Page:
cots, as well as ambulances on standby to transfer the sickest
patients to the hospital.
Florida governor Ron DeSantis said during a news conference
that the woman in the photo is fine and feeling great after the
"None of our sites are having a capacity issue," said Weesam
Khoury, spokesperson for the Florida Department of Health. "We
have the resources and if we need more we can quickly get them."
But she cautioned, "This is a site where people are going to
be very ill."
Thatís why state health officials are urging patients who
test positive for COVID to get the antibody treatment
immediately instead of waiting until they are extremely sick,
which many patients are doing.
Florida in about a week last month set up about a dozen
monoclonal antibody clinics typically serving 300 patients per
day, with an online portal for appointments, and plans to stand
up more, while DeSantis travelled around the state to promote
Getting the drugs involves a number of steps.
A positive test for COVID-19 is required, which must be
reviewed by a physician or health professional. They then decide
whether to recommend an antibody treatment for the patient,
which usually means scheduling an appointment at a local
To be effective, the drugs are supposed to be given within 10
days of initial symptoms. Thatís the timeframe in which they
have been shown to cut rates of hospitalization and death by
Medical experts agreed that the drugs should not be seen as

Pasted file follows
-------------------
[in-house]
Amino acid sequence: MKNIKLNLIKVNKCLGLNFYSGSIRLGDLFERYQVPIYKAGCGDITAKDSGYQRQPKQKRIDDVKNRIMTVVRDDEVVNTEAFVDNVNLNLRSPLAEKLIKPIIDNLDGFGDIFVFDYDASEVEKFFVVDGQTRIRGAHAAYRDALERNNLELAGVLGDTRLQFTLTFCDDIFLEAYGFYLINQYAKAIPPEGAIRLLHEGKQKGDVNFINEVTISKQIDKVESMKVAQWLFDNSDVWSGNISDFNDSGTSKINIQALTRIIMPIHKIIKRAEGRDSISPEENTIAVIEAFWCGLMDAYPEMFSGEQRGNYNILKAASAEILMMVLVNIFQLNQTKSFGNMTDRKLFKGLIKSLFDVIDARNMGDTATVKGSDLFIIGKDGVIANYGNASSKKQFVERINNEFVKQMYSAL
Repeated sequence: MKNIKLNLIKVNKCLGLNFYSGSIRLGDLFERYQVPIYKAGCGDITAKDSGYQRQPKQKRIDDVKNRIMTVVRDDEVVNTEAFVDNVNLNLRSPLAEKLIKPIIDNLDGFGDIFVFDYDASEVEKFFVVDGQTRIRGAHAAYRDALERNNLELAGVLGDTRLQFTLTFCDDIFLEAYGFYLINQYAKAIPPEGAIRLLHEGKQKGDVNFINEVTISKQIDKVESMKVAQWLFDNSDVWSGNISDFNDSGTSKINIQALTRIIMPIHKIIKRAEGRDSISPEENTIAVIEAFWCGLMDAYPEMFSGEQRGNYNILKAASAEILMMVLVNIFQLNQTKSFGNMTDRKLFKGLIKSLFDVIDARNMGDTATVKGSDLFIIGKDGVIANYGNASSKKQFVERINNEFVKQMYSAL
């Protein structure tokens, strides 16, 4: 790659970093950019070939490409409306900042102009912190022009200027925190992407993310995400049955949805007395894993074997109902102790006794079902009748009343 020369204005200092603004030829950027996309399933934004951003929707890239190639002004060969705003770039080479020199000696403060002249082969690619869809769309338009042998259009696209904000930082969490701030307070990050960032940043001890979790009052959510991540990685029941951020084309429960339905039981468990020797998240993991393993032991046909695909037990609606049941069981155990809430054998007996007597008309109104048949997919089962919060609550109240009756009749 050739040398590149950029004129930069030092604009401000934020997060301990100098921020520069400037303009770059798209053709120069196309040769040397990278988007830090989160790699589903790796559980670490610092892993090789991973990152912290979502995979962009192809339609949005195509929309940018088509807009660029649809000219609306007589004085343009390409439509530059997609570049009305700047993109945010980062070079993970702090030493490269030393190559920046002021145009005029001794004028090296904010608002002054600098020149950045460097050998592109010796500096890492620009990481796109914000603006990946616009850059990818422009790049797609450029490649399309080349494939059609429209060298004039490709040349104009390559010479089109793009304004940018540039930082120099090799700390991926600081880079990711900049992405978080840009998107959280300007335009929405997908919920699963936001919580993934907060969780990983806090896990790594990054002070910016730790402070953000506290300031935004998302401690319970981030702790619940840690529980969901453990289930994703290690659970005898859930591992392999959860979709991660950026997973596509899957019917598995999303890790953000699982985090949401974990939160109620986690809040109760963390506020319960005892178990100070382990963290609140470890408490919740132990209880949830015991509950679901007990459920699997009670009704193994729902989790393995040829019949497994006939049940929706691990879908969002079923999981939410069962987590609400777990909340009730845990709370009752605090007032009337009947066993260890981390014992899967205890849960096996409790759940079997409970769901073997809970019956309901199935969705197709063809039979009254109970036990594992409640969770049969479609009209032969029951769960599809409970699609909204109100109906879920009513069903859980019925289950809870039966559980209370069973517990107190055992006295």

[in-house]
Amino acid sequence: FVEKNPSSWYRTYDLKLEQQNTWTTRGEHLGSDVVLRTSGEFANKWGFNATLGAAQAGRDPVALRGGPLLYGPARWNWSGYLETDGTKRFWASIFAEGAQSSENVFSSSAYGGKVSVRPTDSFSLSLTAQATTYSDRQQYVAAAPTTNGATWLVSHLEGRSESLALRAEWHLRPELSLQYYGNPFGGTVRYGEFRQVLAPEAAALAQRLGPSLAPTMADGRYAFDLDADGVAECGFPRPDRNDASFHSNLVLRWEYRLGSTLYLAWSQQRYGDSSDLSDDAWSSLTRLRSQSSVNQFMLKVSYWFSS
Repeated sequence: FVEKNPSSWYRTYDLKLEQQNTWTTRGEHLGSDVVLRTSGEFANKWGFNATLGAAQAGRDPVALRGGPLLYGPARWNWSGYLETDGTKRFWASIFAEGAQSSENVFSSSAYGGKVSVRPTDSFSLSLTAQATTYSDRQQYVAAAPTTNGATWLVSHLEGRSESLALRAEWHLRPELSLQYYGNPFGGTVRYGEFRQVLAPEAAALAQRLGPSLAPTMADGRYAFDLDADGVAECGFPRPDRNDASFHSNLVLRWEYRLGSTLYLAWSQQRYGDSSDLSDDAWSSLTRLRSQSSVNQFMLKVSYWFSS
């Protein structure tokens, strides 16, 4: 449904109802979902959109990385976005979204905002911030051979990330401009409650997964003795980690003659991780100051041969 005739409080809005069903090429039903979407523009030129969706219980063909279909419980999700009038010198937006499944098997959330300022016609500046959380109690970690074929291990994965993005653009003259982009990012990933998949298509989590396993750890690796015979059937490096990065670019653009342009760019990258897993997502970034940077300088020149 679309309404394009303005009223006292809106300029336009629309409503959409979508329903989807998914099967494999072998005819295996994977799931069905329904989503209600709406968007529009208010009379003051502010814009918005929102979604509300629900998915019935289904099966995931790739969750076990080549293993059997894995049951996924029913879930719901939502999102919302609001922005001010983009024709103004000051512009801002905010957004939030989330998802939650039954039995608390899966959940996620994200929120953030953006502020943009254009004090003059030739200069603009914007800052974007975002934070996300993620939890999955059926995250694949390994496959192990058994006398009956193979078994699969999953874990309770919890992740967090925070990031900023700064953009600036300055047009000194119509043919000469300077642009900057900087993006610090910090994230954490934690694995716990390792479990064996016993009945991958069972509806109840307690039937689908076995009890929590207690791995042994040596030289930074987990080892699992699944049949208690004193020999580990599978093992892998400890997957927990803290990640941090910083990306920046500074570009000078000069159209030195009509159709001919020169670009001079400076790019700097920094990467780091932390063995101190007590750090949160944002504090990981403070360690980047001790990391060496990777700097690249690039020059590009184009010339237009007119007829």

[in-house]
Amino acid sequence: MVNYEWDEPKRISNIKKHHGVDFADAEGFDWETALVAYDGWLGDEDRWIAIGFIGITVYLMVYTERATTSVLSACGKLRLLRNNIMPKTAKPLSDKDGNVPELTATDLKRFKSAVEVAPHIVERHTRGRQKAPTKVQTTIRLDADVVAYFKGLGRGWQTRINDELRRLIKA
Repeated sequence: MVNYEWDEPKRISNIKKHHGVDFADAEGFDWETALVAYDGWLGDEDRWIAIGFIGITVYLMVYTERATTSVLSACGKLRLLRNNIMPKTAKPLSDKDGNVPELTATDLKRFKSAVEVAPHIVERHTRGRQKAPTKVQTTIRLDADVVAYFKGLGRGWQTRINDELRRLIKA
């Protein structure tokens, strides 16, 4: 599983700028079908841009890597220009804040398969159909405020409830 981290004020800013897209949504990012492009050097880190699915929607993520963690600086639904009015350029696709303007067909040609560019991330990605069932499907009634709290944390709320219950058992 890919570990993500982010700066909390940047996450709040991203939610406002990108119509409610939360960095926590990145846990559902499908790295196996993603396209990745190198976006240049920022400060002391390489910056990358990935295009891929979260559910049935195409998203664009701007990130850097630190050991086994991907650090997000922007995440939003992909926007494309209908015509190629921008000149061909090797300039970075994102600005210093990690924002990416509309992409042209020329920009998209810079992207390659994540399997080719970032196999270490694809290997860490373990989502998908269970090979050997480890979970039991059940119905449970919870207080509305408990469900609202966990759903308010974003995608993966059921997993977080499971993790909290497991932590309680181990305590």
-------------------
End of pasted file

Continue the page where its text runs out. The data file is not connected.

the first line of defense against the virus or a substitute for
wearing a mask and getting vaccinated.
"I see the monoclonal antibodies as a short-term bridge to
get us to the point where enough people are fully vaccinated,"
said Dr. James Cutrell of the University of Texas Southwestern
Medical Center in Dallas. "We definitely need to keep
vaccinating as many people as possible."
Joyce Wachsmuth, of Eau Claire, Wisconsin, and her husband
were infected with COVID-19 in January. A breast cancer
survivor, she had never felt so much pain.
"I actually thought to myself if 10 days of this is what
COVID people go through, I donít know if I want to live," she
When doctors at the local Mayo Clinic told the 67-year-old
that she and her 70-year-old husband were prime candidates for
experimental drug treatment, she jumped at the opportunity.
She said she felt relief just two hours after the one-hour,
"It did wonders. It kept us off the hospital and off the
ventilators," said Wachsmuth, who has since been vaccinated.
The federal government has been distributing monoclonal
antibody drugs to states since last winter but the treatments
were underused due to lack of awareness by physicians, low
interest among the public, and the logistics of setting up areas
to give them to patients via IV infusion.
Also, persistent testing delays meant many people didnít even
get their results for seven days or longer, and clinics were
focused on the upcoming vaccines or managing the winter surge of
Since then, many cities have set up alternative locations to
administer the drugs and offer vaccines. The treatments are free
for most patients, largely because the federal government has
been actively involved in securing and distributing them.
"There was less urgency at that time ó the important thing
was to get people vaccinated to crush the curve," said Dr.
Arturo Casadevall of Johns Hopkins University. "But the delta
variant has changed the equation."
Associated Press writer Terry Tang in Phoenix contributed to